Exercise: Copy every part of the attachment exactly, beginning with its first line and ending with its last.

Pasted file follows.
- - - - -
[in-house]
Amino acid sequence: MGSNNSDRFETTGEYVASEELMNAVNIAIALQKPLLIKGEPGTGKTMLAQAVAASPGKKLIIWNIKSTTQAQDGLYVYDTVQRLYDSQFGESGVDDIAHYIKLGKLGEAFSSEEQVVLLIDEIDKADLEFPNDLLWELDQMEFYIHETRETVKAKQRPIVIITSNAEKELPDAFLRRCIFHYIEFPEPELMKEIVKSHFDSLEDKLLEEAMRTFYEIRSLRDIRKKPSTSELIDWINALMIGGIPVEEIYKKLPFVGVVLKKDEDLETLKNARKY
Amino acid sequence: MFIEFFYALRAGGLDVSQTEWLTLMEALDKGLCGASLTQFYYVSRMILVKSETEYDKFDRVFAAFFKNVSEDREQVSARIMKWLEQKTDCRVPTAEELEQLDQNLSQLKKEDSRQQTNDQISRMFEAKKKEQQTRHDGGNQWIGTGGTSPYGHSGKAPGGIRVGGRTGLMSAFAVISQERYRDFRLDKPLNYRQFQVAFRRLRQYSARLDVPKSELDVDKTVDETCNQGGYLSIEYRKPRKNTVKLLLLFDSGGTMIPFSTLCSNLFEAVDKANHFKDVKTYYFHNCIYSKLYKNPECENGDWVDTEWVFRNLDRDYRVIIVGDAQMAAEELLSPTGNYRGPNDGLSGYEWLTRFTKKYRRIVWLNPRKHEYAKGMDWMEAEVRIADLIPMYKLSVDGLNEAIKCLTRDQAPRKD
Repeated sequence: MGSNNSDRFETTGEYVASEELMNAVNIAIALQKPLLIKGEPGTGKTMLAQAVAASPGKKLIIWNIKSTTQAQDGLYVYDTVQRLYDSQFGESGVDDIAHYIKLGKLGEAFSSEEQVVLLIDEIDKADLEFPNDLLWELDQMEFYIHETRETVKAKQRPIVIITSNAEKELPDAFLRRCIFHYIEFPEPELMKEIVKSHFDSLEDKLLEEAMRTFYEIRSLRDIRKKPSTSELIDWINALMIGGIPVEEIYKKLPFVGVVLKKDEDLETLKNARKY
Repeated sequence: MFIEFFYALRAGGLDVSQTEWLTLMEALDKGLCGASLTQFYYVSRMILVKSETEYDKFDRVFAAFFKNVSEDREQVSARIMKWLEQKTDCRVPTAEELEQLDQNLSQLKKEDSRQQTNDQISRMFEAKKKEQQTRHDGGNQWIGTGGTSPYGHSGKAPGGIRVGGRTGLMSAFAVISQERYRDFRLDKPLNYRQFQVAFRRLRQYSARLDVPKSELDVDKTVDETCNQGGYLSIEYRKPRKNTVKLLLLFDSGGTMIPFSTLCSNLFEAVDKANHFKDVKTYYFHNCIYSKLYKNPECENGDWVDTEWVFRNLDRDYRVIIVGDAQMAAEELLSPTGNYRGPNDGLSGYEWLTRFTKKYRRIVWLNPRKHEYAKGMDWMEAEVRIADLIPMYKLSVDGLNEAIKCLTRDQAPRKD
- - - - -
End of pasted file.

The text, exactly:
[in-house]
Amino acid sequence: MGSNNSDRFETTGEYVASEELMNAVNIAIALQKPLLIKGEPGTGKTMLAQAVAASPGKKLIIWNIKSTTQAQDGLYVYDTVQRLYDSQFGESGVDDIAHYIKLGKLGEAFSSEEQVVLLIDEIDKADLEFPNDLLWELDQMEFYIHETRETVKAKQRPIVIITSNAEKELPDAFLRRCIFHYIEFPEPELMKEIVKSHFDSLEDKLLEEAMRTFYEIRSLRDIRKKPSTSELIDWINALMIGGIPVEEIYKKLPFVGVVLKKDEDLETLKNARKY
Amino acid sequence: MFIEFFYALRAGGLDVSQTEWLTLMEALDKGLCGASLTQFYYVSRMILVKSETEYDKFDRVFAAFFKNVSEDREQVSARIMKWLEQKTDCRVPTAEELEQLDQNLSQLKKEDSRQQTNDQISRMFEAKKKEQQTRHDGGNQWIGTGGTSPYGHSGKAPGGIRVGGRTGLMSAFAVISQERYRDFRLDKPLNYRQFQVAFRRLRQYSARLDVPKSELDVDKTVDETCNQGGYLSIEYRKPRKNTVKLLLLFDSGGTMIPFSTLCSNLFEAVDKANHFKDVKTYYFHNCIYSKLYKNPECENGDWVDTEWVFRNLDRDYRVIIVGDAQMAAEELLSPTGNYRGPNDGLSGYEWLTRFTKKYRRIVWLNPRKHEYAKGMDWMEAEVRIADLIPMYKLSVDGLNEAIKCLTRDQAPRKD
Repeated sequence: MGSNNSDRFETTGEYVASEELMNAVNIAIALQKPLLIKGEPGTGKTMLAQAVAASPGKKLIIWNIKSTTQAQDGLYVYDTVQRLYDSQFGESGVDDIAHYIKLGKLGEAFSSEEQVVLLIDEIDKADLEFPNDLLWELDQMEFYIHETRETVKAKQRPIVIITSNAEKELPDAFLRRCIFHYIEFPEPELMKEIVKSHFDSLEDKLLEEAMRTFYEIRSLRDIRKKPSTSELIDWINALMIGGIPVEEIYKKLPFVGVVLKKDEDLETLKNARKY
Repeated sequence: MFIEFFYALRAGGLDVSQTEWLTLMEALDKGLCGASLTQFYYVSRMILVKSETEYDKFDRVFAAFFKNVSEDREQVSARIMKWLEQKTDCRVPTAEELEQLDQNLSQLKKEDSRQQTNDQISRMFEAKKKEQQTRHDGGNQWIGTGGTSPYGHSGKAPGGIRVGGRTGLMSAFAVISQERYRDFRLDKPLNYRQFQVAFRRLRQYSARLDVPKSELDVDKTVDETCNQGGYLSIEYRKPRKNTVKLLLLFDSGGTMIPFSTLCSNLFEAVDKANHFKDVKTYYFHNCIYSKLYKNPECENGDWVDTEWVFRNLDRDYRVIIVGDAQMAAEELLSPTGNYRGPNDGLSGYEWLTRFTKKYRRIVWLNPRKHEYAKGMDWMEAEVRIADLIPMYKLSVDGLNEAIKCLTRDQAPRKD